July 4, 2006


the men from the funeral home could use a smoke

as they pace discreetly in fading light,

forty miles from supper, minister long gone,

they still have a job to do,

her companions are in the way

yet all resist, cousins cluster, hold nieces’ tiny hands,

jounce babies, stroll among the neighbor graves,

read familiar names, she’ll be alone once we depart


one great-nephew knows there’s still a little time

to collect specimen spears of drying summer grass,

he hands them round, miming what he saw,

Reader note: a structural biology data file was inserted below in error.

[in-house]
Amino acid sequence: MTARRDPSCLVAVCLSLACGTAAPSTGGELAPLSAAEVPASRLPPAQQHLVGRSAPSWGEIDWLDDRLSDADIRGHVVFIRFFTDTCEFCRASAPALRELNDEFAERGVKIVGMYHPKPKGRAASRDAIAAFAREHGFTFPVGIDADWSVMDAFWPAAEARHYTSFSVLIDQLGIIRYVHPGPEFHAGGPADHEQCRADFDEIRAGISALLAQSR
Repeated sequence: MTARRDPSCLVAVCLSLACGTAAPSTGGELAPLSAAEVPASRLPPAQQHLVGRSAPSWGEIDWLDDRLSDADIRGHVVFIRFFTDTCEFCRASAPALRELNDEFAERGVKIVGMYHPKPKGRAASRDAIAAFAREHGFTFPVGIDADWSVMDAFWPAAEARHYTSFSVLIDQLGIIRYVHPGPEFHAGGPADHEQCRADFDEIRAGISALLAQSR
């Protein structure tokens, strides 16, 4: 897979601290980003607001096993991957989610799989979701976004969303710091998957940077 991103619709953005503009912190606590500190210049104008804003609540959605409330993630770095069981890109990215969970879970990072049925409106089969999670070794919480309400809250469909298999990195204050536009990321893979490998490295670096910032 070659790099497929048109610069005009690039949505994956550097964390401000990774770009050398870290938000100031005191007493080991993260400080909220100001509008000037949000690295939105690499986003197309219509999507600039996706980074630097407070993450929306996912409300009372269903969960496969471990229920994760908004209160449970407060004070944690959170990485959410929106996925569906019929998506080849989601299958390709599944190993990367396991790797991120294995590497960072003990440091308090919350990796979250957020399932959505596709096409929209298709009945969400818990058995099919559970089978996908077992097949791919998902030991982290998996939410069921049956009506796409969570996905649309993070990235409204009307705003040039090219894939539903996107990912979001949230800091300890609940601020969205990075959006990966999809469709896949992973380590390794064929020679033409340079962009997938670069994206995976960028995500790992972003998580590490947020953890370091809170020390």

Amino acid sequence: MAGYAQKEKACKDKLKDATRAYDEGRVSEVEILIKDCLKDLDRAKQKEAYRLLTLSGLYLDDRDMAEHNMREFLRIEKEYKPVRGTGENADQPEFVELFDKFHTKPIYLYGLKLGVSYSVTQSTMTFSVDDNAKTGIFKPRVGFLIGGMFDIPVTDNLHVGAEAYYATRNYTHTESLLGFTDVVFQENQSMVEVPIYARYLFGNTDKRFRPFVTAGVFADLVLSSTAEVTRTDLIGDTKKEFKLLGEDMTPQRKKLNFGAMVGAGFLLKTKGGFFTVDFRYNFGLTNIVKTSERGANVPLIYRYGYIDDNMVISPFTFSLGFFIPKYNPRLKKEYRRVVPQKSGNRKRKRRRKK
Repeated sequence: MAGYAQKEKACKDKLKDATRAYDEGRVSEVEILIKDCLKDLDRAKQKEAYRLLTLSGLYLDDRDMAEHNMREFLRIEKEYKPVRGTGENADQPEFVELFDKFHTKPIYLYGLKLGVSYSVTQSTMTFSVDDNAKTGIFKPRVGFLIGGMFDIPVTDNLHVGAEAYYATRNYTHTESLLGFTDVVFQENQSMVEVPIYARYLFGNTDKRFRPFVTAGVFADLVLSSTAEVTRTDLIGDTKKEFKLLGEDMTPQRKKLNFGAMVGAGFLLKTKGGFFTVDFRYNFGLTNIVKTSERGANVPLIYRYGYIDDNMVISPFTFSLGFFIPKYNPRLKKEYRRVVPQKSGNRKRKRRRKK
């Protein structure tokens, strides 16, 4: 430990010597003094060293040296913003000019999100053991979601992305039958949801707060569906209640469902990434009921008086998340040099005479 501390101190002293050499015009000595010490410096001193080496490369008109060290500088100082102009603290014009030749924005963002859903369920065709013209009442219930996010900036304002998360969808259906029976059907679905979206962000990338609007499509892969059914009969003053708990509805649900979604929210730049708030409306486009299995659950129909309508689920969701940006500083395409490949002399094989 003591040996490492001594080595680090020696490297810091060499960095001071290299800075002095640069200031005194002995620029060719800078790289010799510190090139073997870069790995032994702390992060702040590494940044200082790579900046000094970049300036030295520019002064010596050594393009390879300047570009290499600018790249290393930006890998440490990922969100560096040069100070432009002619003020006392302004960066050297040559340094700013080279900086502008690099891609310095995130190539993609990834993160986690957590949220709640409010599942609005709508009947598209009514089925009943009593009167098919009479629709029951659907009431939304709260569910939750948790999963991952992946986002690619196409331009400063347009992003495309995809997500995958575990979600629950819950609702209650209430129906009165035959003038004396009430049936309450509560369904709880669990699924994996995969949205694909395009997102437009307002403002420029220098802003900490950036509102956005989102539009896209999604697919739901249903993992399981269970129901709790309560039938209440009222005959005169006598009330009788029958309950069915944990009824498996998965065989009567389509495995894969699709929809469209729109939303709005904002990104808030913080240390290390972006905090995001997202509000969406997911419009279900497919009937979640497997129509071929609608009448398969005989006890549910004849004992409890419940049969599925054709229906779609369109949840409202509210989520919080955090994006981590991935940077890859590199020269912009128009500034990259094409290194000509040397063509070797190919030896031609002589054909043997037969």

the gentle gesture of roses dropped on her casket


at last, someone herds us closer to our cars,

the funeral men press a button, sink her out of sight,

escape in their silent-motored hearse,

we watch the dust for miles


a puttering tractor sound from the other direction,

the road that leads to Borden Ferry, man on a bobcat

bumps along, come to do her final tucking in,

ground so dry it won’t be easy


he didn’t expect a crowd, parks across the way,

tinkers awhile with switches, as if he’d come

on other business, as if he wasn’t the ferryman,

wearing a thin disguise